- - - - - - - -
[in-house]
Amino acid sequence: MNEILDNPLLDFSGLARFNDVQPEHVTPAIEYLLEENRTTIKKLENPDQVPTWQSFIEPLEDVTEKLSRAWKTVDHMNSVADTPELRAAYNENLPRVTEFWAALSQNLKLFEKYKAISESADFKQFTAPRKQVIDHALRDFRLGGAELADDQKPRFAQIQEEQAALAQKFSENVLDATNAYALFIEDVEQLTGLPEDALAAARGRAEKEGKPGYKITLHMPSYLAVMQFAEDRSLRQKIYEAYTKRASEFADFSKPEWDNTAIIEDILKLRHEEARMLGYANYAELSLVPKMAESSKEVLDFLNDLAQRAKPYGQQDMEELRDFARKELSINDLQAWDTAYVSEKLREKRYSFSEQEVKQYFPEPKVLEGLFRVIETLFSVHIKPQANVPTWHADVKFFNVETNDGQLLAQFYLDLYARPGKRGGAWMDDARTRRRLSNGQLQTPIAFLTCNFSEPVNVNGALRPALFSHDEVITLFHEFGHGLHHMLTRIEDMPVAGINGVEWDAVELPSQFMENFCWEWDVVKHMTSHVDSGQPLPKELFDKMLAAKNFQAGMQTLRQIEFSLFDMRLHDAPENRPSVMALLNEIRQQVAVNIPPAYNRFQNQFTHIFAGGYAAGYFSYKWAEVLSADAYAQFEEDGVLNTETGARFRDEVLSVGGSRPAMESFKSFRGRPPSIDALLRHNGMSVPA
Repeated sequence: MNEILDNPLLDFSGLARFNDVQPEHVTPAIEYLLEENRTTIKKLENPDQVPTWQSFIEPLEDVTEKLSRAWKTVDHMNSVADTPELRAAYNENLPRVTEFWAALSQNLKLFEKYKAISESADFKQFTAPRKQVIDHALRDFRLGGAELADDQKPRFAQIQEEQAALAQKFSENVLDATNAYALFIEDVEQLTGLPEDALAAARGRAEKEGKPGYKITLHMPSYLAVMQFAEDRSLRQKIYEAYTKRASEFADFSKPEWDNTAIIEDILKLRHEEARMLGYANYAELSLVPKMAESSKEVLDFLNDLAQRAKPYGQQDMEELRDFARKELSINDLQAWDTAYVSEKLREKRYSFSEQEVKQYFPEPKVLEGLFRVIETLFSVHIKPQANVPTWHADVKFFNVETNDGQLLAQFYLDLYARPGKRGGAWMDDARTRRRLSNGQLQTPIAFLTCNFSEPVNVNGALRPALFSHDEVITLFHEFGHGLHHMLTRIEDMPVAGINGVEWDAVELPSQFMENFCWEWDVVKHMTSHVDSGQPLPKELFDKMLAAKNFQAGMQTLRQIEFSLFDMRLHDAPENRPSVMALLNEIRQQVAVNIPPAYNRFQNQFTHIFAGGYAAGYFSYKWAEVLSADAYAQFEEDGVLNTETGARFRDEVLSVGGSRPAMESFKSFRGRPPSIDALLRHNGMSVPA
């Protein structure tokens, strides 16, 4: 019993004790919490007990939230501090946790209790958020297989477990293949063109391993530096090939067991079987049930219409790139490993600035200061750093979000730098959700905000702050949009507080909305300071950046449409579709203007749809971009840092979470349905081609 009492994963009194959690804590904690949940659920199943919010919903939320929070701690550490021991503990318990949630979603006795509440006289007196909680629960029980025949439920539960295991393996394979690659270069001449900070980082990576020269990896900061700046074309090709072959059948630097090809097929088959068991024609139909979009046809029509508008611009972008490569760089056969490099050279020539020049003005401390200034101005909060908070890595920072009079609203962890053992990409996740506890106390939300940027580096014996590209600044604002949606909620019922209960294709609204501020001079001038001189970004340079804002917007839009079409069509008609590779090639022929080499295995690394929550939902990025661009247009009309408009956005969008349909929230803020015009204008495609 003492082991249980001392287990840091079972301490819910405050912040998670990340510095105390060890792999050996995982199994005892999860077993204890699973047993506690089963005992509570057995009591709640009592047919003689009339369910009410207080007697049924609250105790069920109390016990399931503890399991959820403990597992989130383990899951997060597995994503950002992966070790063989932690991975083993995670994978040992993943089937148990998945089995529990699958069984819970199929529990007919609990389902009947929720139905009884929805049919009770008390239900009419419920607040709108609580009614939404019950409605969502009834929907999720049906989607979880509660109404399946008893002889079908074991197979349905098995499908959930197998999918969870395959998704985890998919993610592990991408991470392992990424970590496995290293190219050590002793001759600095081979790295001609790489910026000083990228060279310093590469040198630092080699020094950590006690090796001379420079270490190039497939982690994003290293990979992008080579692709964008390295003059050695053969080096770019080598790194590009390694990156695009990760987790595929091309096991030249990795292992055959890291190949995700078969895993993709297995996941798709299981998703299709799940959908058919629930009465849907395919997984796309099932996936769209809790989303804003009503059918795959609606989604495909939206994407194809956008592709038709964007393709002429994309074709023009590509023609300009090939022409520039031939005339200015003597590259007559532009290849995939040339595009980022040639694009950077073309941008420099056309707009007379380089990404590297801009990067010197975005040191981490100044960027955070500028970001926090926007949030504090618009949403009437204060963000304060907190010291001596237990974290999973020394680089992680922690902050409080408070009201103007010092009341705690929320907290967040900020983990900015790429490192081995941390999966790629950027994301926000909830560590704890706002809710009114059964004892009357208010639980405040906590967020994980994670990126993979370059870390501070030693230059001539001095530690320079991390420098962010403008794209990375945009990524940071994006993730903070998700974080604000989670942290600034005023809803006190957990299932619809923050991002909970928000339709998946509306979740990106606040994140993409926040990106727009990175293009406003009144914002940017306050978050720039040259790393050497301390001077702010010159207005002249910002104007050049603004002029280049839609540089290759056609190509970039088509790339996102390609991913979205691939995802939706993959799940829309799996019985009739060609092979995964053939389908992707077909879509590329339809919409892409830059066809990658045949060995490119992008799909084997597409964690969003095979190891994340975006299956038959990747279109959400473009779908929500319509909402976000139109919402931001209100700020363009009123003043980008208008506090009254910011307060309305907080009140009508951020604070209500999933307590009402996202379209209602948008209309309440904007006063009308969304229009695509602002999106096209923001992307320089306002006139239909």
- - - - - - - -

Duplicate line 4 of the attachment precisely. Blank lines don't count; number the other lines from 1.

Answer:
């Protein structure tokens, strides 16, 4: 019993004790919490007990939230501090946790209790958020297989477990293949063109391993530096090939067991079987049930219409790139490993600035200061750093979000730098959700905000702050949009507080909305300071950046449409579709203007749809971009840092979470349905081609 009492994963009194959690804590904690949940659920199943919010919903939320929070701690550490021991503990318990949630979603006795509440006289007196909680629960029980025949439920539960295991393996394979690659270069001449900070980082990576020269990896900061700046074309090709072959059948630097090809097929088959068991024609139909979009046809029509508008611009972008490569760089056969490099050279020539020049003005401390200034101005909060908070890595920072009079609203962890053992990409996740506890106390939300940027580096014996590209600044604002949606909620019922209960294709609204501020001079001038001189970004340079804002917007839009079409069509008609590779090639022929080499295995690394929550939902990025661009247009009309408009956005969008349909929230803020015009204008495609 003492082991249980001392287990840091079972301490819910405050912040998670990340510095105390060890792999050996995982199994005892999860077993204890699973047993506690089963005992509570057995009591709640009592047919003689009339369910009410207080007697049924609250105790069920109390016990399931503890399991959820403990597992989130383990899951997060597995994503950002992966070790063989932690991975083993995670994978040992993943089937148990998945089995529990699958069984819970199929529990007919609990389902009947929720139905009884929805049919009770008390239900009419419920607040709108609580009614939404019950409605969502009834929907999720049906989607979880509660109404399946008893002889079908074991197979349905098995499908959930197998999918969870395959998704985890998919993610592990991408991470392992990424970590496995290293190219050590002793001759600095081979790295001609790489910026000083990228060279310093590469040198630092080699020094950590006690090796001379420079270490190039497939982690994003290293990979992008080579692709964008390295003059050695053969080096770019080598790194590009390694990156695009990760987790595929091309096991030249990795292992055959890291190949995700078969895993993709297995996941798709299981998703299709799940959908058919629930009465849907395919997984796309099932996936769209809790989303804003009503059918795959609606989604495909939206994407194809956008592709038709964007393709002429994309074709023009590509023609300009090939022409520039031939005339200015003597590259007559532009290849995939040339595009980022040639694009950077073309941008420099056309707009007379380089990404590297801009990067010197975005040191981490100044960027955070500028970001926090926007949030504090618009949403009437204060963000304060907190010291001596237990974290999973020394680089992680922690902050409080408070009201103007010092009341705690929320907290967040900020983990900015790429490192081995941390999966790629950027994301926000909830560590704890706002809710009114059964004892009357208010639980405040906590967020994980994670990126993979370059870390501070030693230059001539001095530690320079991390420098962010403008794209990375945009990524940071994006993730903070998700974080604000989670942290600034005023809803006190957990299932619809923050991002909970928000339709998946509306979740990106606040994140993409926040990106727009990175293009406003009144914002940017306050978050720039040259790393050497301390001077702010010159207005002249910002104007050049603004002029280049839609540089290759056609190509970039088509790339996102390609991913979205691939995802939706993959799940829309799996019985009739060609092979995964053939389908992707077909879509590329339809919409892409830059066809990658045949060995490119992008799909084997597409964690969003095979190891994340975006299956038959990747279109959400473009779908929500319509909402976000139109919402931001209100700020363009009123003043980008208008506090009254910011307060309305907080009140009508951020604070209500999933307590009402996202379209209602948008209309309440904007006063009308969304229009695509602002999106096209923001992307320089306002006139239909």